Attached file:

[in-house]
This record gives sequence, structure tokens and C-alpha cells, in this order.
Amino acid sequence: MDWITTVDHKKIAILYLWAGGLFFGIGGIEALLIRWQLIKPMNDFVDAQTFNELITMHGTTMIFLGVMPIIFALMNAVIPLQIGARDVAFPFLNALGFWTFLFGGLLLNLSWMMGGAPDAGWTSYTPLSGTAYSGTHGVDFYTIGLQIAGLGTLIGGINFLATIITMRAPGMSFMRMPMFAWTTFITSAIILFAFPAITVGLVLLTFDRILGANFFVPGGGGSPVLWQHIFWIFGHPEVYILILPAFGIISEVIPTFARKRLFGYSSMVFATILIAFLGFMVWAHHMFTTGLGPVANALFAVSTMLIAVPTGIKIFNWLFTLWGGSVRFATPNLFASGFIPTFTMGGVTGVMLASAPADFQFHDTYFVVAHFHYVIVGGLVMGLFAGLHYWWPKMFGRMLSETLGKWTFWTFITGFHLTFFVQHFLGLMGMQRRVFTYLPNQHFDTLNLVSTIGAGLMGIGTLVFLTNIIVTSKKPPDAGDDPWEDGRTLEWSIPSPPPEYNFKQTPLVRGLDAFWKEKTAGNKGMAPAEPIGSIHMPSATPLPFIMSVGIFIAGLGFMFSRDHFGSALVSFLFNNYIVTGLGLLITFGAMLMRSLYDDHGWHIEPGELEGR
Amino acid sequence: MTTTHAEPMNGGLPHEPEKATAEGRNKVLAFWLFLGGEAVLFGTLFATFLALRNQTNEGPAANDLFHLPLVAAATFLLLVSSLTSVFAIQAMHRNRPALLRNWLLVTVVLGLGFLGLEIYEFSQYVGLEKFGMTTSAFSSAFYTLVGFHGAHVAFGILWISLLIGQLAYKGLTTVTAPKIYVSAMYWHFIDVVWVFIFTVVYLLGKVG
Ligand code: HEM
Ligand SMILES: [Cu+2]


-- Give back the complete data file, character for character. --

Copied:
[in-house]
This record gives sequence, structure tokens and C-alpha cells, in this order.
Amino acid sequence: MDWITTVDHKKIAILYLWAGGLFFGIGGIEALLIRWQLIKPMNDFVDAQTFNELITMHGTTMIFLGVMPIIFALMNAVIPLQIGARDVAFPFLNALGFWTFLFGGLLLNLSWMMGGAPDAGWTSYTPLSGTAYSGTHGVDFYTIGLQIAGLGTLIGGINFLATIITMRAPGMSFMRMPMFAWTTFITSAIILFAFPAITVGLVLLTFDRILGANFFVPGGGGSPVLWQHIFWIFGHPEVYILILPAFGIISEVIPTFARKRLFGYSSMVFATILIAFLGFMVWAHHMFTTGLGPVANALFAVSTMLIAVPTGIKIFNWLFTLWGGSVRFATPNLFASGFIPTFTMGGVTGVMLASAPADFQFHDTYFVVAHFHYVIVGGLVMGLFAGLHYWWPKMFGRMLSETLGKWTFWTFITGFHLTFFVQHFLGLMGMQRRVFTYLPNQHFDTLNLVSTIGAGLMGIGTLVFLTNIIVTSKKPPDAGDDPWEDGRTLEWSIPSPPPEYNFKQTPLVRGLDAFWKEKTAGNKGMAPAEPIGSIHMPSATPLPFIMSVGIFIAGLGFMFSRDHFGSALVSFLFNNYIVTGLGLLITFGAMLMRSLYDDHGWHIEPGELEGR
Amino acid sequence: MTTTHAEPMNGGLPHEPEKATAEGRNKVLAFWLFLGGEAVLFGTLFATFLALRNQTNEGPAANDLFHLPLVAAATFLLLVSSLTSVFAIQAMHRNRPALLRNWLLVTVVLGLGFLGLEIYEFSQYVGLEKFGMTTSAFSSAFYTLVGFHGAHVAFGILWISLLIGQLAYKGLTTVTAPKIYVSAMYWHFIDVVWVFIFTVVYLLGKVG
Ligand code: HEM
Ligand SMILES: [Cu+2]